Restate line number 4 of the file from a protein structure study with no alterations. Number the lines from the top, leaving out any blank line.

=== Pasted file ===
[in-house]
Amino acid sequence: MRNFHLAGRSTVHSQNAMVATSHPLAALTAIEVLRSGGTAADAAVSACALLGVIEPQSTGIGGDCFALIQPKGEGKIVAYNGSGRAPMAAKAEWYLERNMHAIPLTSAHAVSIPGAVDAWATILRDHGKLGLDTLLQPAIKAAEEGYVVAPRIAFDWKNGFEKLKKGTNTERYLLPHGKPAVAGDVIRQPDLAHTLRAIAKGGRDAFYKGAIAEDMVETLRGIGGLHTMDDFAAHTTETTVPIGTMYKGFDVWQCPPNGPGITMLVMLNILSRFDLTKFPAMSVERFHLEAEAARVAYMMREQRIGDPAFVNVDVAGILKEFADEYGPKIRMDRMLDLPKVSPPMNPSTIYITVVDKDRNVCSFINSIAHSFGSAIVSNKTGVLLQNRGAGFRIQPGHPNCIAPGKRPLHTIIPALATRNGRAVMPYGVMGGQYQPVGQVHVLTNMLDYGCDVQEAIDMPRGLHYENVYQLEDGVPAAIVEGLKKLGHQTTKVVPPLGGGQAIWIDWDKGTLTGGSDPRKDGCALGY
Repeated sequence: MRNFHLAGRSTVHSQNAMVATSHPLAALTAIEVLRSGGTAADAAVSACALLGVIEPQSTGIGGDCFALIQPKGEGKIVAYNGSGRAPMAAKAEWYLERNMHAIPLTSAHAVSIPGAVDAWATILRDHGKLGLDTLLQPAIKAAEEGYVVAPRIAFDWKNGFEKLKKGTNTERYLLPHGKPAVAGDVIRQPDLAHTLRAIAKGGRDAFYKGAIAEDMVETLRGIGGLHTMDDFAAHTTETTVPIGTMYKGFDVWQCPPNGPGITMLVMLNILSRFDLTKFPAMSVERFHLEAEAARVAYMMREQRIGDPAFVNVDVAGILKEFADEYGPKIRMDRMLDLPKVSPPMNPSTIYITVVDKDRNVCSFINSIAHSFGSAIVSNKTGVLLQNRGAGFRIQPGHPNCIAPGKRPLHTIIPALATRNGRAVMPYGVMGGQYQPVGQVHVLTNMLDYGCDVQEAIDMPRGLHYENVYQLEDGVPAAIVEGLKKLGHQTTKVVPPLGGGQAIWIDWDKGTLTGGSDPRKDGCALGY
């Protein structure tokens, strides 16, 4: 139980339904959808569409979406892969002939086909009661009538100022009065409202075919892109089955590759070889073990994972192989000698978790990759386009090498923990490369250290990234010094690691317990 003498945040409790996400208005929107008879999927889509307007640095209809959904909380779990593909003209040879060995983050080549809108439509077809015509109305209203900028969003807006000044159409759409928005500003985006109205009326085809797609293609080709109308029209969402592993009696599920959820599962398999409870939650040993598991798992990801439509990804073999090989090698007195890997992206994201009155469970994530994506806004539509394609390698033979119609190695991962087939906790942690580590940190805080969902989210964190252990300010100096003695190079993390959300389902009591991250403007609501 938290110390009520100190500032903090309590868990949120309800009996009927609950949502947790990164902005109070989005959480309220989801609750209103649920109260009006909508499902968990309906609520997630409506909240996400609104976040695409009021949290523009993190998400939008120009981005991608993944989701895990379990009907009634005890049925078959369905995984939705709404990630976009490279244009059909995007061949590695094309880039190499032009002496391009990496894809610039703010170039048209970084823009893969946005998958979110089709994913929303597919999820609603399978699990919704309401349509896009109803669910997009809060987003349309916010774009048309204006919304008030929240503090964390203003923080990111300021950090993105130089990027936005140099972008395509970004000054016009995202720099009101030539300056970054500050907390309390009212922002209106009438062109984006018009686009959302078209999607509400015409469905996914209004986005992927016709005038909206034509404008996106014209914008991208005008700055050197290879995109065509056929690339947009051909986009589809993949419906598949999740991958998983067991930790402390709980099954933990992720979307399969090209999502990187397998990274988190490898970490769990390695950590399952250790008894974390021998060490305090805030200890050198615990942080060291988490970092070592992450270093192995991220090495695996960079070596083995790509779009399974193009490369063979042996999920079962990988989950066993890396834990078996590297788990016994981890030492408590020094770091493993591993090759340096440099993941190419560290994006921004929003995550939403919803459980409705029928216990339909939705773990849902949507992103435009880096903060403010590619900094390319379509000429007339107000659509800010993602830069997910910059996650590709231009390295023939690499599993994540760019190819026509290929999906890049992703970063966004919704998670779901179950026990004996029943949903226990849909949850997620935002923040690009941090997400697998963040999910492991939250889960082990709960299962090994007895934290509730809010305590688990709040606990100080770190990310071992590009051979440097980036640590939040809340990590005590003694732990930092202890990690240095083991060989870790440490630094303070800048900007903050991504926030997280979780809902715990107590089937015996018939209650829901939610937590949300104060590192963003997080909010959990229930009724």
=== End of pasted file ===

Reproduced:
């Protein structure tokens, strides 16, 4: 139980339904959808569409979406892969002939086909009661009538100022009065409202075919892109089955590759070889073990994972192989000698978790990759386009090498923990490369250290990234010094690691317990 003498945040409790996400208005929107008879999927889509307007640095209809959904909380779990593909003209040879060995983050080549809108439509077809015509109305209203900028969003807006000044159409759409928005500003985006109205009326085809797609293609080709109308029209969402592993009696599920959820599962398999409870939650040993598991798992990801439509990804073999090989090698007195890997992206994201009155469970994530994506806004539509394609390698033979119609190695991962087939906790942690580590940190805080969902989210964190252990300010100096003695190079993390959300389902009591991250403007609501 938290110390009520100190500032903090309590868990949120309800009996009927609950949502947790990164902005109070989005959480309220989801609750209103649920109260009006909508499902968990309906609520997630409506909240996400609104976040695409009021949290523009993190998400939008120009981005991608993944989701895990379990009907009634005890049925078959369905995984939705709404990630976009490279244009059909995007061949590695094309880039190499032009002496391009990496894809610039703010170039048209970084823009893969946005998958979110089709994913929303597919999820609603399978699990919704309401349509896009109803669910997009809060987003349309916010774009048309204006919304008030929240503090964390203003923080990111300021950090993105130089990027936005140099972008395509970004000054016009995202720099009101030539300056970054500050907390309390009212922002209106009438062109984006018009686009959302078209999607509400015409469905996914209004986005992927016709005038909206034509404008996106014209914008991208005008700055050197290879995109065509056929690339947009051909986009589809993949419906598949999740991958998983067991930790402390709980099954933990992720979307399969090209999502990187397998990274988190490898970490769990390695950590399952250790008894974390021998060490305090805030200890050198615990942080060291988490970092070592992450270093192995991220090495695996960079070596083995790509779009399974193009490369063979042996999920079962990988989950066993890396834990078996590297788990016994981890030492408590020094770091493993591993090759340096440099993941190419560290994006921004929003995550939403919803459980409705029928216990339909939705773990849902949507992103435009880096903060403010590619900094390319379509000429007339107000659509800010993602830069997910910059996650590709231009390295023939690499599993994540760019190819026509290929999906890049992703970063966004919704998670779901179950026990004996029943949903226990849909949850997620935002923040690009941090997400697998963040999910492991939250889960082990709960299962090994007895934290509730809010305590688990709040606990100080770190990310071992590009051979440097980036640590939040809340990590005590003694732990930092202890990690240095083991060989870790440490630094303070800048900007903050991504926030997280979780809902715990107590089937015996018939209650829901939610937590949300104060590192963003997080909010959990229930009724």